The Beautiful City of Ghent – Things to Do & Travel Guide

Originally published on Sunday, March 10, 2019

Ghent is one of the most beautiful cities in Belgium, which every history lover should know about (and I’m surprised many don’t). There was a time it was one of the biggest cities in Europe. Today, it looks like a city stuck in the 1400s! Photographs alone can compel someone to go to Ghent, but the city actually has a lot to offer.

Some of Ghent’s History

It may not come as a surprise that the height of Ghent’s power came during medieval times, much like other Belgian cities such as Bruges and Antwerp. It was already well-established when it started to flourish in the 11th century from the cloth and wool trade. Within 200 years it even became one of Europe’s largest cities. A lot of the stone buildings in Ghent today are from this time period, making it a true step back in time. It declined from being damaged in several wars and further under Habsburg rule. But luckily, the city was not abandoned and did not go into ruin. It did revive itself as a cloth-manufacturing city during the Industrial Revolution and Americans might recognise it as the place where the Treaty of Ghent was signed. Thankfully the city was spared during the war and can still be enjoyed today.

Things to Do in Ghent

One thing to know about Ghent: it’s quite large. Not large enough that you’ll need to use public transportation or can’t see it all in a few days, but many medieval cities don’t extend beyond their main squares, and Ghent certainly does. The most popular section is on the Leie River, near the Marriott on a map. That’s where the photos you see over and over again are from (and yes, it’s actually as beautiful in person as in the photographs!). Nearby, there’s a town square in front of St. Nicholas’s Church called Korenmarkt. There’s another very beautiful square called Vrijdagmarkt (“Friday Market”) that’s just as exciting but less crowded. There’s a great tram system to get around but I highly recommend walking. I did so and there were so many hidden architectural gems throughout the city I wouldn’t have seen otherwise.

That’s what I really loved about Ghent – I just kept walking and walking and it never got any less beautiful, with only more gems at every turn.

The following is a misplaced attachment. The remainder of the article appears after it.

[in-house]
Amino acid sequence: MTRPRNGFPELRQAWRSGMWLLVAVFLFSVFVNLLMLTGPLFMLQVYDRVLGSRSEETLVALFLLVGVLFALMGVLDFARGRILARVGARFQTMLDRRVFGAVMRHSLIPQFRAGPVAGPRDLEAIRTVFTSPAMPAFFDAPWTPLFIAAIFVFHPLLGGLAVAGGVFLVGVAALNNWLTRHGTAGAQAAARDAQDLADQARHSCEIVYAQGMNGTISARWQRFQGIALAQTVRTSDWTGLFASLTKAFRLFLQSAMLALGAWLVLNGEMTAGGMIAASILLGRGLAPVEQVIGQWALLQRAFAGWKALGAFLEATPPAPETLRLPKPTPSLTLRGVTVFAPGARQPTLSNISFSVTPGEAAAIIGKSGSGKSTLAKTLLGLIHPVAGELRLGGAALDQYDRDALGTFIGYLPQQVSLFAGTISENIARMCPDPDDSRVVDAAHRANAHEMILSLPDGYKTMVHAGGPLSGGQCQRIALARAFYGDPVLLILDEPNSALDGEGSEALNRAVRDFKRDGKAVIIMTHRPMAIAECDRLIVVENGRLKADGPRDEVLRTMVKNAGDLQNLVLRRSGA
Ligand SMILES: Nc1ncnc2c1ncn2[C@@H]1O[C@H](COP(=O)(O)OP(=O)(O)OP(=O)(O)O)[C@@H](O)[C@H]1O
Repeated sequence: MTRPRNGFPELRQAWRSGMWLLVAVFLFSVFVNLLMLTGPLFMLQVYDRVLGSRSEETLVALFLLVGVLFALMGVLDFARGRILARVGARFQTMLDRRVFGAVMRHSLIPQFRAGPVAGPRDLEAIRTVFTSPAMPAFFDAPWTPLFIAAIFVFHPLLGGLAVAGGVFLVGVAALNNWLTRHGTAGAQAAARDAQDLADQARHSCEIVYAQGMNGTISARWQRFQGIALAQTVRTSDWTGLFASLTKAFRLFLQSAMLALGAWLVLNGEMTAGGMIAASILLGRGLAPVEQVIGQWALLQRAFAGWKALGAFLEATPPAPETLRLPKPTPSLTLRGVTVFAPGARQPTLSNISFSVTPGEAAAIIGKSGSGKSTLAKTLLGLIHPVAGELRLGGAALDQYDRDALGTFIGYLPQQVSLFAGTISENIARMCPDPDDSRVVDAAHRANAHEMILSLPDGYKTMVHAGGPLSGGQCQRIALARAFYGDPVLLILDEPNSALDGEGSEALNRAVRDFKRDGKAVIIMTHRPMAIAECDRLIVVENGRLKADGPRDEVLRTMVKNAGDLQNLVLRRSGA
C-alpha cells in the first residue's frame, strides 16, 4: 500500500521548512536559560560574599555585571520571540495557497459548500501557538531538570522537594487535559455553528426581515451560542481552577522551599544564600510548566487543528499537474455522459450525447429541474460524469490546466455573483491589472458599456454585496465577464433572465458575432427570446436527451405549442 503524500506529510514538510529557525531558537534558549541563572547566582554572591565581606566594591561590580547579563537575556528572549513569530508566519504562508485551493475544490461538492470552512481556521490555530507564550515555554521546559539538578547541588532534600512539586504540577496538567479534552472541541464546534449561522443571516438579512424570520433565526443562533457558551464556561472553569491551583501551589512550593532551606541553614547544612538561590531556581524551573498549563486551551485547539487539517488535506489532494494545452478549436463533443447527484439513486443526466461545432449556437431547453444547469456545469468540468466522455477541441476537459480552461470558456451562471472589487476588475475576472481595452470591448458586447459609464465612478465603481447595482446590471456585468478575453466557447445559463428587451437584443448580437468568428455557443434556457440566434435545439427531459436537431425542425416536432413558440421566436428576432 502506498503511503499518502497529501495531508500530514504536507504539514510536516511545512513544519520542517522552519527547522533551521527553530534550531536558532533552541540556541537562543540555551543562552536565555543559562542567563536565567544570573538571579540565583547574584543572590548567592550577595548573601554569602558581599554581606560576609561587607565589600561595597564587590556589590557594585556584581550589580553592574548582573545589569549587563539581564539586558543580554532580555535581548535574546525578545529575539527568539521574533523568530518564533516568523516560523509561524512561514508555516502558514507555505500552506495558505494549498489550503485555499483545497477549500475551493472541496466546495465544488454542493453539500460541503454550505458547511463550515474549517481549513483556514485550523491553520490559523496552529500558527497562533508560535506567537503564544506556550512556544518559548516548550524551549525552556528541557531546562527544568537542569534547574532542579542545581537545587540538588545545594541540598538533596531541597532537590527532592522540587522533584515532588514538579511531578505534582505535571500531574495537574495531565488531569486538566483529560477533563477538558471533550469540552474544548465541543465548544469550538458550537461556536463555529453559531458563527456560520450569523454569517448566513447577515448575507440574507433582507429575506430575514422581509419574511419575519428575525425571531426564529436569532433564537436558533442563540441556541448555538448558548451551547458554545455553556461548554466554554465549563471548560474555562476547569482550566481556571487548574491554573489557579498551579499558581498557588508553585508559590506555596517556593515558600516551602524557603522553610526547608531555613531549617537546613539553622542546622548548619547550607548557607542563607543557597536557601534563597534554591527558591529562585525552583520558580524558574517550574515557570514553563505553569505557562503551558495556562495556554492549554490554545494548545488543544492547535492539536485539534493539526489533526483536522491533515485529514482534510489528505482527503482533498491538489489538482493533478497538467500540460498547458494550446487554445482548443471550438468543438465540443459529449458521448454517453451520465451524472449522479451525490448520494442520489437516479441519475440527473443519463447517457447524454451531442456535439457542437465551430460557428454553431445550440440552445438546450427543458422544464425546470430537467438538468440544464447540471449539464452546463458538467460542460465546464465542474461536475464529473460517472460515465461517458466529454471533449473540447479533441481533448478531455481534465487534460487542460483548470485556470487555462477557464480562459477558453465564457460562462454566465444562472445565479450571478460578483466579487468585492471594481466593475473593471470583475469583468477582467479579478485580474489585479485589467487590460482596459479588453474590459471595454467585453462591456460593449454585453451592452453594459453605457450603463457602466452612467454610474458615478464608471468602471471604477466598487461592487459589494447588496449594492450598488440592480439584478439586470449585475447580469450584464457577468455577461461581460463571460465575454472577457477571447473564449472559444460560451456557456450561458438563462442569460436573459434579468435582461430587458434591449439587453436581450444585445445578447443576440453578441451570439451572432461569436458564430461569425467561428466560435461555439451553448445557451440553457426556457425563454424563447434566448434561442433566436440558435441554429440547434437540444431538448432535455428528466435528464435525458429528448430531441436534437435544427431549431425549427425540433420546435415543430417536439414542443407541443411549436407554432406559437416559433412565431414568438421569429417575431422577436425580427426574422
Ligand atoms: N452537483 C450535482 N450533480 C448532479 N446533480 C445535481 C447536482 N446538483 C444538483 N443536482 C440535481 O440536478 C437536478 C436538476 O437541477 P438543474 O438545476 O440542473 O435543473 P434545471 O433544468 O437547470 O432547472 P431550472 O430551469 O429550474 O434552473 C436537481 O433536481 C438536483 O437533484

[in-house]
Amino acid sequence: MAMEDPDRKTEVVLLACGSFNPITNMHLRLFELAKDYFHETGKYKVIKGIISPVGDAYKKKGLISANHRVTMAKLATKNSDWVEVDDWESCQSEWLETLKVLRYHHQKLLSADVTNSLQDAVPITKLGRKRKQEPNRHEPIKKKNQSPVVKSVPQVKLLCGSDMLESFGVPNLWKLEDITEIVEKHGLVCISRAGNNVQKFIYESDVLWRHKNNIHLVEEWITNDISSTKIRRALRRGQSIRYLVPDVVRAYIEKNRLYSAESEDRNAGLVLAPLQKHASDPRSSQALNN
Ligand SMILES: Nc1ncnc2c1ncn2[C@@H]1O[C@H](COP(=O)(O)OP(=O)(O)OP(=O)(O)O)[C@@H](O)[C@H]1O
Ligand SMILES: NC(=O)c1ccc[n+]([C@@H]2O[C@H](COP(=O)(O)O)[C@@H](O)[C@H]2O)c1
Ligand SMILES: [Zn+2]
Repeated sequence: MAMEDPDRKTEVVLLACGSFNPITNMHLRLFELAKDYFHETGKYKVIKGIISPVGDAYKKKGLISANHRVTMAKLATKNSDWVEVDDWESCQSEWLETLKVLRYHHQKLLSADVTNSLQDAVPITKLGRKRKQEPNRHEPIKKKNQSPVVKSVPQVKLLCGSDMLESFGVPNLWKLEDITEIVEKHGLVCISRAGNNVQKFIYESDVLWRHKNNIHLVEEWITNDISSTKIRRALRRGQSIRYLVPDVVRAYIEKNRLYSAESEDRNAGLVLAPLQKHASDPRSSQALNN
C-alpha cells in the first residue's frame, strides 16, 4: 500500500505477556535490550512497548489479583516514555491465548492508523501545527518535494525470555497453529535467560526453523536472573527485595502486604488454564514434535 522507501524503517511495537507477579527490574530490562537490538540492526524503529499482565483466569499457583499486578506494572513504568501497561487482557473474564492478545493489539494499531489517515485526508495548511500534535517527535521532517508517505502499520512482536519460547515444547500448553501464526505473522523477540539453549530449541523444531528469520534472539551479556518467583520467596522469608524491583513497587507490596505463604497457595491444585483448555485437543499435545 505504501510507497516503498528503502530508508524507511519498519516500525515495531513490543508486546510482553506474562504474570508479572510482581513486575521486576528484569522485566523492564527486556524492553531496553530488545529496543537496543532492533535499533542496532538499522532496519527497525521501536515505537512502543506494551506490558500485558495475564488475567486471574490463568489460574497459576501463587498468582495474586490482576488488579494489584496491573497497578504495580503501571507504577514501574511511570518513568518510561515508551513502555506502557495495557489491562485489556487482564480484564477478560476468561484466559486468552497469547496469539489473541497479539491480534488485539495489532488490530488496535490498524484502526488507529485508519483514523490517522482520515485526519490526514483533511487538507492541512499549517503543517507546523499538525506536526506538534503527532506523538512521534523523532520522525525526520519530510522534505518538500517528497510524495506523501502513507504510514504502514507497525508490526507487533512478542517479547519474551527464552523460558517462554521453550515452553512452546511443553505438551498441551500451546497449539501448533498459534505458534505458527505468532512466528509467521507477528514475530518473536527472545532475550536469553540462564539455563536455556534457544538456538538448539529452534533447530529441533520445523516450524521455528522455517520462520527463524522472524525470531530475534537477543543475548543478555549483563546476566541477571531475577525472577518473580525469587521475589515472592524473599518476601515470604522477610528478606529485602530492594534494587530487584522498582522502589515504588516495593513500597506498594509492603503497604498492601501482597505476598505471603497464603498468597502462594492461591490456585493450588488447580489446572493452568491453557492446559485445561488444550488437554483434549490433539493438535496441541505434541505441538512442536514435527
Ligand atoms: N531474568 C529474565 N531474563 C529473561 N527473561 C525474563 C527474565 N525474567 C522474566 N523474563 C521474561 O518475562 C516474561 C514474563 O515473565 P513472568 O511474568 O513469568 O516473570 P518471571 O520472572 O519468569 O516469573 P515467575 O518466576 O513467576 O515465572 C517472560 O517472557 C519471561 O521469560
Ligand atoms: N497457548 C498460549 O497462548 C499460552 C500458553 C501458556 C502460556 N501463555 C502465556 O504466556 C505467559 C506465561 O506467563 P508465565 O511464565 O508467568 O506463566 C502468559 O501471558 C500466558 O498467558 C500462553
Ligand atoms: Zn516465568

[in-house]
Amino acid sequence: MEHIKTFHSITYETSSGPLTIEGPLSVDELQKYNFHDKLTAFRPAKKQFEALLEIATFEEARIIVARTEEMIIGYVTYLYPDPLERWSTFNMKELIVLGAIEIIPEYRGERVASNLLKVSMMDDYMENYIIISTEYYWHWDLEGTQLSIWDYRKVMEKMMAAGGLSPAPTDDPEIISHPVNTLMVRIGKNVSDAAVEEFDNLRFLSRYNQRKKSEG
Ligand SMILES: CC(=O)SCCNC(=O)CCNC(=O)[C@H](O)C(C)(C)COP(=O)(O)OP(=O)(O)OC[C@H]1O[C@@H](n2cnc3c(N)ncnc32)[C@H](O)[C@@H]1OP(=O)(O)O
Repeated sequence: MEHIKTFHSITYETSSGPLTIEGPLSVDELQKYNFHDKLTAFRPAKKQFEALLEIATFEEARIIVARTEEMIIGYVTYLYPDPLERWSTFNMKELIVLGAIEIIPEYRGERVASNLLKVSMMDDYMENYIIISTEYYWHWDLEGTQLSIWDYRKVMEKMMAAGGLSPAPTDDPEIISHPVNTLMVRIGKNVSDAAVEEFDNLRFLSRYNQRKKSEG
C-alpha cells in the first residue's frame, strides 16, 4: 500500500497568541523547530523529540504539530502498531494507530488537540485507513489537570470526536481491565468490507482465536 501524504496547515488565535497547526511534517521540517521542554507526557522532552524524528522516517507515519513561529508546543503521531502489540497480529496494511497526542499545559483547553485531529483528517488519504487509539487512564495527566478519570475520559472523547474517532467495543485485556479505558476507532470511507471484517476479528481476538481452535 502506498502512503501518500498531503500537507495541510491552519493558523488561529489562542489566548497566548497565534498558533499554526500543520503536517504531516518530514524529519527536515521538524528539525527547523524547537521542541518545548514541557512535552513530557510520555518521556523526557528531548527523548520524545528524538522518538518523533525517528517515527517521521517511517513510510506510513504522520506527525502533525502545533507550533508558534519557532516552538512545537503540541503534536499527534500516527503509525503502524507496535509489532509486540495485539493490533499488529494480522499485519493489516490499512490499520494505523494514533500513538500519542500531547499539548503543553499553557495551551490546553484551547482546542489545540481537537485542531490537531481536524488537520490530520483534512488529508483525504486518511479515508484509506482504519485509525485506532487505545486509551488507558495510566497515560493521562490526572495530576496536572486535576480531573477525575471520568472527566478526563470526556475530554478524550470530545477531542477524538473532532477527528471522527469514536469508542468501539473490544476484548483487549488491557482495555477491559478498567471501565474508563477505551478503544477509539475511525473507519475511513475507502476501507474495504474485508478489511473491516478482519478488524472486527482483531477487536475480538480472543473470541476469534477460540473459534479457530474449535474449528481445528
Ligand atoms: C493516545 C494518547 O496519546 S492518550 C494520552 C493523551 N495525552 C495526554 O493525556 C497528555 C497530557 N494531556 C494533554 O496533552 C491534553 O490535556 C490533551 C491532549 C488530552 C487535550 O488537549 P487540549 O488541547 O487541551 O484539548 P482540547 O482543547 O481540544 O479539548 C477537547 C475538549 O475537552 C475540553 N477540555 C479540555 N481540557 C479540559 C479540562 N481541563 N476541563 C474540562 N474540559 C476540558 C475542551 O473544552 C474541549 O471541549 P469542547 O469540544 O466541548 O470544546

There’s also a lot to do here. One of the best things to do is Gravensteen Castle, a medieval castle that houses a small torture museum and has fantastic views over the city. There’s also a smaller, less known castle called Castle of Gerardo the Devil (“Gerardo” is an… interesting choice for a devil’s name if you ask me). For more fantastic views of the city, you can go to the top of the 14th-century Belfry located more in the centre of town. The belfries of Belgium are actually UNESCO World Heritage Sites. You can also stop in St. Nicholas’s Church or better, St. Bavo’s Cathedral which holds the Eyck masterpiece Adoration of the Mystic Lamb (“Ghent Altarpiece”). You probably know of this work if you’ve taken an art history class. Note that opening times for the altarpiece differ from opening times for the cathedral. Unfortunately I missed out on seeing it because I didn’t know this.

One of the other significant landmarks of Ghent is the Great Butcher’s Hall, which does sell goods such as chocolate but it also, obviously, has a lot of meat. It’s a very old market but if you’re a sensitive veggie, I can honestly tell you that the interior is not nearly as exciting as the exterior.

Ghent also has a Design Museum and a Museum of Fine Arts. The Fine Arts museum may seem far away on a map but it’s near the train station. The walk from there to the city centre is actually quite nice because of all the shopping. Ghent has a lot of great antique stores. I have not been to the Ghent City Museum but would love to go on a future trip.

A boat tour is also nice and very appropriate for this canal city! I got on a tour in the center of town and had a great time exploring Ghent from the water.

Ghent also has some really good food and lots of veggie options. I unfortunately didn’t eat much here but it’s rated one of the best places to eat a as a vegetarian. If you like shopping for clothes, souvenirs, chocolate, home decor, and basically everything else, Ghent has a tonne of different stores. You can find them all over the city. There’s just so much to do if you’ll be staying in Ghent long-term, as it is very much a local’s city.

You’ll find that though it feels like a medieval city, the vibe is very relaxed and artistic. A lot of restaurants and shops are more experimental than traditional. For example, both places I ate at allowed me to customise my food. There’s also a street called Graffiti Alley with street art. This city has a very modern pulse.

I’d absolutely love to go back to Ghent. It’s not packed with museums or many things for tourists to do but it’s a very lively and large city, which makes it a great long-term destination. I highly recommend people put Ghent and other Belgian cities like Bruges on their bucket lists.

One of the unique travel tips I have to give on Ghent is that it should really be more focused on. A lot of people go to Brussels as it’s Belgium’s capital city but I really didn’t like it. I had a horrible experience there and the city was very dirty. I’d strongly recommend staying in Ghent for all the reasons I described in the post. There’s a lot to eat and great places to shop. If you’re looking for slow travel or more of a city to ground yourself and stay in, then Ghent would be your best option in Belgium, ahead of Brussels and Bruges. I like to recommend places and activities with a historical vibe but I think Ghent could be very enjoyable for a diverse group of people.

Have you ever been to Ghent? What did you think?

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